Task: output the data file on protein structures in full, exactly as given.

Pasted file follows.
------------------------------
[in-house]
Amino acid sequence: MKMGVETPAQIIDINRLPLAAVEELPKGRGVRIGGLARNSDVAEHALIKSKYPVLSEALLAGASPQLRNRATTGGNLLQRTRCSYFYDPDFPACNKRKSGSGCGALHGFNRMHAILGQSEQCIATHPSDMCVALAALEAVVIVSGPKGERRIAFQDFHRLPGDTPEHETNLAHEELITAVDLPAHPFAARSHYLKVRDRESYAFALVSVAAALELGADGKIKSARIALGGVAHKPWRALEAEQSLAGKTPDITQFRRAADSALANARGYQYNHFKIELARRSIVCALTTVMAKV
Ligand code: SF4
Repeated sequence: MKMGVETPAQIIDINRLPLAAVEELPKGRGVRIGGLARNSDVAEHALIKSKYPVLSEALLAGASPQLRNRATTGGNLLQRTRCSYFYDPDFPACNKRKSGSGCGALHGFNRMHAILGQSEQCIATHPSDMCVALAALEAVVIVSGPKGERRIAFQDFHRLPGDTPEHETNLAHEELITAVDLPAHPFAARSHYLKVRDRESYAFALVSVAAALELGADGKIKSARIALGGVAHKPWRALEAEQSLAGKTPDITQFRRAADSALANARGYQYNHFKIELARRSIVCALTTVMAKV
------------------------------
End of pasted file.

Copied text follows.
[in-house]
Amino acid sequence: MKMGVETPAQIIDINRLPLAAVEELPKGRGVRIGGLARNSDVAEHALIKSKYPVLSEALLAGASPQLRNRATTGGNLLQRTRCSYFYDPDFPACNKRKSGSGCGALHGFNRMHAILGQSEQCIATHPSDMCVALAALEAVVIVSGPKGERRIAFQDFHRLPGDTPEHETNLAHEELITAVDLPAHPFAARSHYLKVRDRESYAFALVSVAAALELGADGKIKSARIALGGVAHKPWRALEAEQSLAGKTPDITQFRRAADSALANARGYQYNHFKIELARRSIVCALTTVMAKV
Ligand code: SF4
Repeated sequence: MKMGVETPAQIIDINRLPLAAVEELPKGRGVRIGGLARNSDVAEHALIKSKYPVLSEALLAGASPQLRNRATTGGNLLQRTRCSYFYDPDFPACNKRKSGSGCGALHGFNRMHAILGQSEQCIATHPSDMCVALAALEAVVIVSGPKGERRIAFQDFHRLPGDTPEHETNLAHEELITAVDLPAHPFAARSHYLKVRDRESYAFALVSVAAALELGADGKIKSARIALGGVAHKPWRALEAEQSLAGKTPDITQFRRAADSALANARGYQYNHFKIELARRSIVCALTTVMAKV